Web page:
Legend has it that Pop’s Bar has been peddling booze on 24th Street since the dark days of prohibition, so it should come as no surprise that the neighborhood institution is turning 80.  

On Tuesday morning, a few patrons were scattered around the bar, and one of the bartenders was whipping up a special cure — a dash of bitters on a lemon wedge — for a customer with the hiccups.

Looking around at the wooden bar, the checkered Marmoleum floors, and the throwback decor, it’s not hard to imagine the bar’s rich history — even though Pop’s had its true beginnings several doors down, where World Pioneer Video now operates.

The earliest record of Pop’s goes back to 1937. Then, it was owned and operated by Carl Joseph Saxsenmeier, who went by “Pops.” But rumor has it that during the Prohibition Era, Saxsenmeier ran his establishment as a speakeasy called Pop’s Clubhouse.

Over the next three decades, the bar changed ownership five times, and eventually landed in the hands of the Bob and Connie Griffin, who moved the bar to the corner 24th and York in 1971.

Tom Tierney and Mike Krouse bought the bar in 2013, and even though the duo has steered the bar through a remodeling, Tierney says Pop’s has retained its blue-collar, neighborhood charm.

Pop’s will be throwing a party to celebrate the milestone at the bar at 5 p.m. Wednesday, but in preparation, we caught up with Tierney to to talk about owning one of the most classic bars in the Mission.

Is there a funniest moment you remember since opening?

The only thing I can say is, it’s a fun fuckin’ bar. We do things from hip-hop nights to trivia nights to “emo” nights. I’m not saying it’s always super crazy, but it’s a really fun time.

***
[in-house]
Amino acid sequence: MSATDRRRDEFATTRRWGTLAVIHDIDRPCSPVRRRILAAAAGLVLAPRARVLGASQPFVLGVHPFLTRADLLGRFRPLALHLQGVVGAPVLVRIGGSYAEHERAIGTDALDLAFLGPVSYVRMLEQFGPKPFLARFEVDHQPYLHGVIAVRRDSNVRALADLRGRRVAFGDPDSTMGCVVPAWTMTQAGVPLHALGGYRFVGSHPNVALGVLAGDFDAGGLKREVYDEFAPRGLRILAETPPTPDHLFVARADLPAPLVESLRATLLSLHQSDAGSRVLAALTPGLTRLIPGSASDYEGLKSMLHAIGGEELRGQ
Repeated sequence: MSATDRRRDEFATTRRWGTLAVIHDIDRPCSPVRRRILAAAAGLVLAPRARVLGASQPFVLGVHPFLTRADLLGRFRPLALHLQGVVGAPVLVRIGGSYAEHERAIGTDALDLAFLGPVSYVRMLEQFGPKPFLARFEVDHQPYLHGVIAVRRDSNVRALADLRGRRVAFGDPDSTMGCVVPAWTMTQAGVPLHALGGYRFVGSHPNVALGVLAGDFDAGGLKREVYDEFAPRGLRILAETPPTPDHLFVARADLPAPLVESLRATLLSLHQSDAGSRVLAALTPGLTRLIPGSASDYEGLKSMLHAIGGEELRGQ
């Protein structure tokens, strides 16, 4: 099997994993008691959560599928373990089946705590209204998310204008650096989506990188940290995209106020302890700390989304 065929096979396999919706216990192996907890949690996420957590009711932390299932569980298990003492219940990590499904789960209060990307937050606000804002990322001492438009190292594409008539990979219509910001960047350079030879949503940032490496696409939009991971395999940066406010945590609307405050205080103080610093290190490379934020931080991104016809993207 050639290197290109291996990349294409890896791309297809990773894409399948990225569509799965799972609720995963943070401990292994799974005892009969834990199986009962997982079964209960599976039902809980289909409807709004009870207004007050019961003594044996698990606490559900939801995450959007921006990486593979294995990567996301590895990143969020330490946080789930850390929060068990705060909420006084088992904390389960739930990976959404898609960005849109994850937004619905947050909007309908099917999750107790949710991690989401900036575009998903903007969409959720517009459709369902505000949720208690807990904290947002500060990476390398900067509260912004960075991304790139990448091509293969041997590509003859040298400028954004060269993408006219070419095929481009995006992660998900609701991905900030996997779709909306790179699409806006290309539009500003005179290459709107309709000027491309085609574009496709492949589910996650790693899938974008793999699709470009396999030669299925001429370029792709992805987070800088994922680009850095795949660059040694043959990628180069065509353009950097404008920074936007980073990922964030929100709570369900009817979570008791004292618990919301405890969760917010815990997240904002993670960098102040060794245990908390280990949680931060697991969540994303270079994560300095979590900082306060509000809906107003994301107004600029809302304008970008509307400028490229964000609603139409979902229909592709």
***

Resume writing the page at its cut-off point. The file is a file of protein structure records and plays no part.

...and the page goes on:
There was that one time. It was our first year, and the Giants won the World Series. We didn’t really know what that was gonna bring. We’re a sports bar with a bunch of T.V.s., and we were blown away by how many people were packed into the bar. We had to rent extra chairs. But the day we won, I had never experienced such a celebration. There were drum circles, and low riders, and cops with sirens. It was one of the most fun street parties I had ever seen. That was really one time I realized this was right place for us.

Why do you open so early — 6 a.m.?

The hospital is right up the street. We get a fair amount of shift workers from hospitals and warehouses down the street. Some get off at 7 a.m. Just like you and me, they enjoy getting a pop after work.

Any changes in the neighborhood since you took over?

The neighborhood is struggling with some of issues that city is struggling with. There’s a lot of money coming into the neighborhood. It’s a conflict with what it has always been — blue-collar. How do you keep a legitimate neighborhood bar in a transitioning neighborhood? It’s always our goal to make everyone comfortable. If you walk in any day or night, you’ll see everyone represented. You have lawyers talking to skate kids about politics.

Why buy the bar?

We bought it because saw a lot of potential to be part of the neighborhood. When it went up for sale, we took a look around and said, “We could add something special to this bar.” I always have a desire to be part of something bigger. I didn’t know what that meant until recently. I know it seems cheesy, what draws me to neighborhood is the people and family. It feels like family whenever I come in.